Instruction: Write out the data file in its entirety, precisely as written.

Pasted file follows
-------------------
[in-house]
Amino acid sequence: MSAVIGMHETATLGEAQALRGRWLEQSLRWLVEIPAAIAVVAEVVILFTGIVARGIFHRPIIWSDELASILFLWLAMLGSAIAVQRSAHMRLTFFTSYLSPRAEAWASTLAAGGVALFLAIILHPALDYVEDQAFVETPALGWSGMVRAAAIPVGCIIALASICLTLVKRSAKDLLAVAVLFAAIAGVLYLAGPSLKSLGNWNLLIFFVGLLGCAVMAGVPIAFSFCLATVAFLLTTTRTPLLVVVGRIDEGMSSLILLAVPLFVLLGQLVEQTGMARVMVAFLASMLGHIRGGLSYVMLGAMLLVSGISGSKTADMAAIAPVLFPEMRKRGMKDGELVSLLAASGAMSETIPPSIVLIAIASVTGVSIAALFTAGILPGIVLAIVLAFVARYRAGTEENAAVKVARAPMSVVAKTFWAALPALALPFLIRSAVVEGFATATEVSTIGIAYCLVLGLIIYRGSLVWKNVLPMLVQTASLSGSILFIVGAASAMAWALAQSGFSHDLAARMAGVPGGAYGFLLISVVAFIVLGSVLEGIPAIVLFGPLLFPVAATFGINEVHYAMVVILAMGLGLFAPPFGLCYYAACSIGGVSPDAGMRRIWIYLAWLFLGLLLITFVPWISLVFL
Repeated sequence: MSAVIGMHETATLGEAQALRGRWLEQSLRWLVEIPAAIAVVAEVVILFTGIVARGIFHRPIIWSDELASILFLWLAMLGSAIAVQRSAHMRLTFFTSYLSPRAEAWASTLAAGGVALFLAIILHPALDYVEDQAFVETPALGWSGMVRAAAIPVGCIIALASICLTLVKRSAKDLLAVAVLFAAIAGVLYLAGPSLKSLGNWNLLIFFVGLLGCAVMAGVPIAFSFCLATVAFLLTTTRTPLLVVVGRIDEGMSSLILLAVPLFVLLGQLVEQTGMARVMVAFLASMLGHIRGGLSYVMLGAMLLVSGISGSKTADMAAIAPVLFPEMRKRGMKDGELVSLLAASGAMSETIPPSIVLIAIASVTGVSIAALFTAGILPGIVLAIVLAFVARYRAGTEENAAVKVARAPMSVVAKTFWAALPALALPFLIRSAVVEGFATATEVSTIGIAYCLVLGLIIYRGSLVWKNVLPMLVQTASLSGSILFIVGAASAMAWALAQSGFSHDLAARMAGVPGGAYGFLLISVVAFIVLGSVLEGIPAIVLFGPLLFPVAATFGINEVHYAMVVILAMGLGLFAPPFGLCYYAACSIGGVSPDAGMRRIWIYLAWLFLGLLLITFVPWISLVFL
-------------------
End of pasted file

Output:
[in-house]
Amino acid sequence: MSAVIGMHETATLGEAQALRGRWLEQSLRWLVEIPAAIAVVAEVVILFTGIVARGIFHRPIIWSDELASILFLWLAMLGSAIAVQRSAHMRLTFFTSYLSPRAEAWASTLAAGGVALFLAIILHPALDYVEDQAFVETPALGWSGMVRAAAIPVGCIIALASICLTLVKRSAKDLLAVAVLFAAIAGVLYLAGPSLKSLGNWNLLIFFVGLLGCAVMAGVPIAFSFCLATVAFLLTTTRTPLLVVVGRIDEGMSSLILLAVPLFVLLGQLVEQTGMARVMVAFLASMLGHIRGGLSYVMLGAMLLVSGISGSKTADMAAIAPVLFPEMRKRGMKDGELVSLLAASGAMSETIPPSIVLIAIASVTGVSIAALFTAGILPGIVLAIVLAFVARYRAGTEENAAVKVARAPMSVVAKTFWAALPALALPFLIRSAVVEGFATATEVSTIGIAYCLVLGLIIYRGSLVWKNVLPMLVQTASLSGSILFIVGAASAMAWALAQSGFSHDLAARMAGVPGGAYGFLLISVVAFIVLGSVLEGIPAIVLFGPLLFPVAATFGINEVHYAMVVILAMGLGLFAPPFGLCYYAACSIGGVSPDAGMRRIWIYLAWLFLGLLLITFVPWISLVFL
Repeated sequence: MSAVIGMHETATLGEAQALRGRWLEQSLRWLVEIPAAIAVVAEVVILFTGIVARGIFHRPIIWSDELASILFLWLAMLGSAIAVQRSAHMRLTFFTSYLSPRAEAWASTLAAGGVALFLAIILHPALDYVEDQAFVETPALGWSGMVRAAAIPVGCIIALASICLTLVKRSAKDLLAVAVLFAAIAGVLYLAGPSLKSLGNWNLLIFFVGLLGCAVMAGVPIAFSFCLATVAFLLTTTRTPLLVVVGRIDEGMSSLILLAVPLFVLLGQLVEQTGMARVMVAFLASMLGHIRGGLSYVMLGAMLLVSGISGSKTADMAAIAPVLFPEMRKRGMKDGELVSLLAASGAMSETIPPSIVLIAIASVTGVSIAALFTAGILPGIVLAIVLAFVARYRAGTEENAAVKVARAPMSVVAKTFWAALPALALPFLIRSAVVEGFATATEVSTIGIAYCLVLGLIIYRGSLVWKNVLPMLVQTASLSGSILFIVGAASAMAWALAQSGFSHDLAARMAGVPGGAYGFLLISVVAFIVLGSVLEGIPAIVLFGPLLFPVAATFGINEVHYAMVVILAMGLGLFAPPFGLCYYAACSIGGVSPDAGMRRIWIYLAWLFLGLLLITFVPWISLVFL